Endeavor Worldwide CEO Patrick Hearn has written a guest article for BioCatch that details some of the shortcomings of the US government’s approach to identity. The article specifically takes issue with static identity information like date of birth and social security number, which is often readily available to those who would use it for malicious purposes.
In the article, Hearn makes the case that identity has become far more multifaceted, especially when it comes to digital security. People are defined not only by fixed indicators like their name or their hometown, but by a complex set of behaviors that are unique to the individual.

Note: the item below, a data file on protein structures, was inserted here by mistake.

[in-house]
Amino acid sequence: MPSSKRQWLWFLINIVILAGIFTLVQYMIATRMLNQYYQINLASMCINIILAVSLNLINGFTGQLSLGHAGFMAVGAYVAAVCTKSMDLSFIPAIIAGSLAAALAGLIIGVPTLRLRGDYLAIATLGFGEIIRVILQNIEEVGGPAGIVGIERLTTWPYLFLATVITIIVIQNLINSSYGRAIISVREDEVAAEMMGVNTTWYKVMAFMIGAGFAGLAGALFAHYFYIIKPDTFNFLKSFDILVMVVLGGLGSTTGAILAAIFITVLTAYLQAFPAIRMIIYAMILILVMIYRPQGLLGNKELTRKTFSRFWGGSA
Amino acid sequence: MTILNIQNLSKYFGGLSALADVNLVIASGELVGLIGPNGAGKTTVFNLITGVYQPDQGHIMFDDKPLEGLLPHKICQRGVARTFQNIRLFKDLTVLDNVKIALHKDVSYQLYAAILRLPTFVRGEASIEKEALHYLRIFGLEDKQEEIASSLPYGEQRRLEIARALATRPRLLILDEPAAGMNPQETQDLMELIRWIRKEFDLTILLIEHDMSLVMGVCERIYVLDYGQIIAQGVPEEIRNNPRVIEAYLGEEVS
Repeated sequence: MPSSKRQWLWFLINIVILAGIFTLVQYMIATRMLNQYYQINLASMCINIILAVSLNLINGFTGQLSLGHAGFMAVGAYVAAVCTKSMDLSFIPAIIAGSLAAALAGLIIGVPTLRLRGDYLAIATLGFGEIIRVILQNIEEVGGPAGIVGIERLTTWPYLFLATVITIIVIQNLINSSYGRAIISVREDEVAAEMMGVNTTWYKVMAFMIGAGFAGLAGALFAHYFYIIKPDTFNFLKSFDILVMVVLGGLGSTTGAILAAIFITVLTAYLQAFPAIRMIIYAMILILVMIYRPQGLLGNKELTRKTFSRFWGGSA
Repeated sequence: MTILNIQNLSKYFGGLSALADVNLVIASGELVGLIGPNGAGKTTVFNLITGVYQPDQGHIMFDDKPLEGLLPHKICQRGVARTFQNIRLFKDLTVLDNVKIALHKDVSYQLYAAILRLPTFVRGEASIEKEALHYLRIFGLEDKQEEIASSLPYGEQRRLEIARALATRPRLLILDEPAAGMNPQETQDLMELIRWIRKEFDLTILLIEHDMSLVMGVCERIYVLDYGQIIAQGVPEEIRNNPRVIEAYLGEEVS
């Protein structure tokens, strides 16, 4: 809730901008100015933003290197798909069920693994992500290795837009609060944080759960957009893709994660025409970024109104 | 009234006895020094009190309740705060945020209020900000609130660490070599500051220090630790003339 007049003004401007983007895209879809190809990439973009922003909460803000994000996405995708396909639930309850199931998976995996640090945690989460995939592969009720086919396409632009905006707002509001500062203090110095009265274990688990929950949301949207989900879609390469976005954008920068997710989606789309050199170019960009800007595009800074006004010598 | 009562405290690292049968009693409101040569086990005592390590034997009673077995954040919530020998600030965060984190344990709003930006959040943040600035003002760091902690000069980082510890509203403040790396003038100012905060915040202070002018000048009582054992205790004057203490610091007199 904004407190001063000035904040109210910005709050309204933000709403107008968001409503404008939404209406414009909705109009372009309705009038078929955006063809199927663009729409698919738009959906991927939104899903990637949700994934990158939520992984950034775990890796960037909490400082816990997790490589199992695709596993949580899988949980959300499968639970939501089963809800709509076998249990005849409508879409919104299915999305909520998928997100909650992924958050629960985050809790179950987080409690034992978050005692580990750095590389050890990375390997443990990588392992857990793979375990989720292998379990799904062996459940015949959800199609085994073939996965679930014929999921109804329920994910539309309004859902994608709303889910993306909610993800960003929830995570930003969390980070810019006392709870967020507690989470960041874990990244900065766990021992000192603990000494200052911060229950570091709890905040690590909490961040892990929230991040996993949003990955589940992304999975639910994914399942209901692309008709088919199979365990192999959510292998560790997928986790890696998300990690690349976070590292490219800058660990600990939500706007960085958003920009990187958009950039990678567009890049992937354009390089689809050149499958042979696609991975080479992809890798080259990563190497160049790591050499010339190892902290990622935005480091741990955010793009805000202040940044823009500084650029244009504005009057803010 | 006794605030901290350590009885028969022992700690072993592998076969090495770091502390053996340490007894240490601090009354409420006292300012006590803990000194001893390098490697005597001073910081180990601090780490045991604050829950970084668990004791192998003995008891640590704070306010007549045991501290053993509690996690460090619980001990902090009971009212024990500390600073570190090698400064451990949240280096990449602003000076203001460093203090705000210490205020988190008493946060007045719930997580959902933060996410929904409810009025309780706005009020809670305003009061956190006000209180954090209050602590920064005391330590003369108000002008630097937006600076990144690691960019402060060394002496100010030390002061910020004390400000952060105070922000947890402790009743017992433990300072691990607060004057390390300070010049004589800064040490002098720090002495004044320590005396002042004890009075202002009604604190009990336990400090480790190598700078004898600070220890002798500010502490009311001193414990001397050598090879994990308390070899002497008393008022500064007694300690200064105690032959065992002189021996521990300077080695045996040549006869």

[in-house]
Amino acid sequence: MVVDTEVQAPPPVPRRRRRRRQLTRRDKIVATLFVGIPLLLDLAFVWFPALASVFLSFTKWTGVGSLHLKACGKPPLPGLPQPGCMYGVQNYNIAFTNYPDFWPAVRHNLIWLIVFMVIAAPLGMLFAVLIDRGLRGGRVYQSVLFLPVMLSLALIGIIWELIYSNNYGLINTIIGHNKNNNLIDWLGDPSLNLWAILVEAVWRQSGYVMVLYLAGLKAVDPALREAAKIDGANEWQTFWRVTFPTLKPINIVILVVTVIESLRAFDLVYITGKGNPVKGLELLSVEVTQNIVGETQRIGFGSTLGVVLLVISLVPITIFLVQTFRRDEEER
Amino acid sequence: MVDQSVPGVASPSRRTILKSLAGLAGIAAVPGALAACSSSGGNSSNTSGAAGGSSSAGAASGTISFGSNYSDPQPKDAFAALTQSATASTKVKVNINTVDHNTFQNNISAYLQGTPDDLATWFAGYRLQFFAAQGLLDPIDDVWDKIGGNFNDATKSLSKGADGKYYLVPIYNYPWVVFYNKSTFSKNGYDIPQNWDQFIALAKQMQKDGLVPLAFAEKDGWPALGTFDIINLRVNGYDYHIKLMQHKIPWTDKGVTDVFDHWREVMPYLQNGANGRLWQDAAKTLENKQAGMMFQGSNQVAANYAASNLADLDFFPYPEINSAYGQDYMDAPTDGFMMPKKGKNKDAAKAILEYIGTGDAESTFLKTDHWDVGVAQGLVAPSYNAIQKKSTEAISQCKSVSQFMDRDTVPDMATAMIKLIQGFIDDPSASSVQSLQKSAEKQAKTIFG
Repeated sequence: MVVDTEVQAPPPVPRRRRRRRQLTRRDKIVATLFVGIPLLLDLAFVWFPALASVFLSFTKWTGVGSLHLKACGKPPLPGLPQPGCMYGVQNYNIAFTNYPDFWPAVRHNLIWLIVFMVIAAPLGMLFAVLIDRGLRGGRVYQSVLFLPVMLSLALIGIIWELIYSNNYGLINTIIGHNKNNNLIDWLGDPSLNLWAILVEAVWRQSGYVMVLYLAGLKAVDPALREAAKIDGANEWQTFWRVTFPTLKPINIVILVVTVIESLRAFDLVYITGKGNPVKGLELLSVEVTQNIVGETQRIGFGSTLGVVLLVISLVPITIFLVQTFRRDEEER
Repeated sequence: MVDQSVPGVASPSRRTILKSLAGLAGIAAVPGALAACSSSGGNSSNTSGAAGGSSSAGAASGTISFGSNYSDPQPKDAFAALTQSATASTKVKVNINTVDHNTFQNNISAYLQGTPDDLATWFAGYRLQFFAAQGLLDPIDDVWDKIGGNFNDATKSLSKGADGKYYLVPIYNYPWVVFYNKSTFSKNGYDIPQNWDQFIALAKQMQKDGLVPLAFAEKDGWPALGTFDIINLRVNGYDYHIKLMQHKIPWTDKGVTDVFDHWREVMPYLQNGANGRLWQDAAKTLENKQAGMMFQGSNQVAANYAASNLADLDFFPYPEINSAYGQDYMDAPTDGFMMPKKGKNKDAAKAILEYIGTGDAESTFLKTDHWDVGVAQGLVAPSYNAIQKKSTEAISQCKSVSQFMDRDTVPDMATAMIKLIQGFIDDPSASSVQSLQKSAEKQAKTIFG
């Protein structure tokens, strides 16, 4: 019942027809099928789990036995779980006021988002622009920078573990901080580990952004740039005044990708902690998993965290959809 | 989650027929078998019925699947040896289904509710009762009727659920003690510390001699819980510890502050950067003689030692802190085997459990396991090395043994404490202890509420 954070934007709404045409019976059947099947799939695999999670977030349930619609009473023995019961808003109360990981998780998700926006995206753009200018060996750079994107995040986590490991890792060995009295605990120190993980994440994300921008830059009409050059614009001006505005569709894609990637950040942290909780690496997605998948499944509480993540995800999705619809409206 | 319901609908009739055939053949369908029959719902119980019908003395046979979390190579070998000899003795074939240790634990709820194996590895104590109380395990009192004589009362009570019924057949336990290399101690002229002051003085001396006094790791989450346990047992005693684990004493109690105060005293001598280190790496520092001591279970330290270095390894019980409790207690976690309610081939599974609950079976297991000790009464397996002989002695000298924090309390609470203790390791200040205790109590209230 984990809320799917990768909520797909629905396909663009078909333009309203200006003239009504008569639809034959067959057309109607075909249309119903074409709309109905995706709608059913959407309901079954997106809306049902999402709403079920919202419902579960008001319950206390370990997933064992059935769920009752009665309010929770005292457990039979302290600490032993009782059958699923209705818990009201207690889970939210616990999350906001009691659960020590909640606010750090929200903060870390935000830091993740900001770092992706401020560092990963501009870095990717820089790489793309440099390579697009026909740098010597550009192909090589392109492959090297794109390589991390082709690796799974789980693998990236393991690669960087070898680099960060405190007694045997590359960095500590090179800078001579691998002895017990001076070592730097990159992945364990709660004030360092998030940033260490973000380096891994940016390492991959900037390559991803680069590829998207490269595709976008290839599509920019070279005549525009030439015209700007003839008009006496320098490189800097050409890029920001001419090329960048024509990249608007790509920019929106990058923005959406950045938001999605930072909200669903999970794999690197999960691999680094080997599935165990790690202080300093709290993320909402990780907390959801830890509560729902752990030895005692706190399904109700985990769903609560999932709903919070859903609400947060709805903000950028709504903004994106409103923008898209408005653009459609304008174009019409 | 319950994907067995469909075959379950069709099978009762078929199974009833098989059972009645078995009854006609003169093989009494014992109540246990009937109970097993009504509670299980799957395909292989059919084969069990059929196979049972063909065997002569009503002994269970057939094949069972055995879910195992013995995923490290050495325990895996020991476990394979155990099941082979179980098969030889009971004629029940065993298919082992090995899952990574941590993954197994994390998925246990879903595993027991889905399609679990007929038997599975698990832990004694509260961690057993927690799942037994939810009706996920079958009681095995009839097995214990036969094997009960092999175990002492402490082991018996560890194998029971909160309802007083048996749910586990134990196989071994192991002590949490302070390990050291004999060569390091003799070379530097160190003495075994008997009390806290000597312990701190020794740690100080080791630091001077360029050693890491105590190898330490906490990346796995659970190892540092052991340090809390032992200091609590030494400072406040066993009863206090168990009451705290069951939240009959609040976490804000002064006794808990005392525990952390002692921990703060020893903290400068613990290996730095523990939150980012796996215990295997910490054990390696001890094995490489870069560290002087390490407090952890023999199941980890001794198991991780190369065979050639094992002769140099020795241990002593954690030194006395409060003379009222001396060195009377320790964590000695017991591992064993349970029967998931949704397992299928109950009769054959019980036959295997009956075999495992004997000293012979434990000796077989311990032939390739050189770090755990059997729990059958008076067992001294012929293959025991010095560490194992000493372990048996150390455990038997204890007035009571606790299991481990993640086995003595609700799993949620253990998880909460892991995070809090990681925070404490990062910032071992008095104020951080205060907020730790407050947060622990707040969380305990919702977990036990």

That’s why behavioral biometrics is rapidly becoming the new security standard for financial institutions and private corporations around the world. Unlike Europe, the US government – and particularly the NIST’s Digital Identity Guidelines – does not yet consider risk-based analytics to be a valid form of authentication, and still uses static information to handle the tax system and the distribution of government benefits.
According to Hearn, the result is a highly vulnerable government system that incurred more than $100 billion in losses in 2016 alone, numbers that would infuriate shareholders and trigger corporate upheaval if they occurred in the private sector. The government, on the other hand, tends to shrug and point to outdated regulatory standards.
In Europe, Strong Customer Authentication is part of the incoming PSD2 requirements. BioCatch is arguing that the US government needs a similar overhaul, one that prioritizes behavioral biometrics to better protect the personal information of its citizens.
September 13, 2019 – by Eric Weiss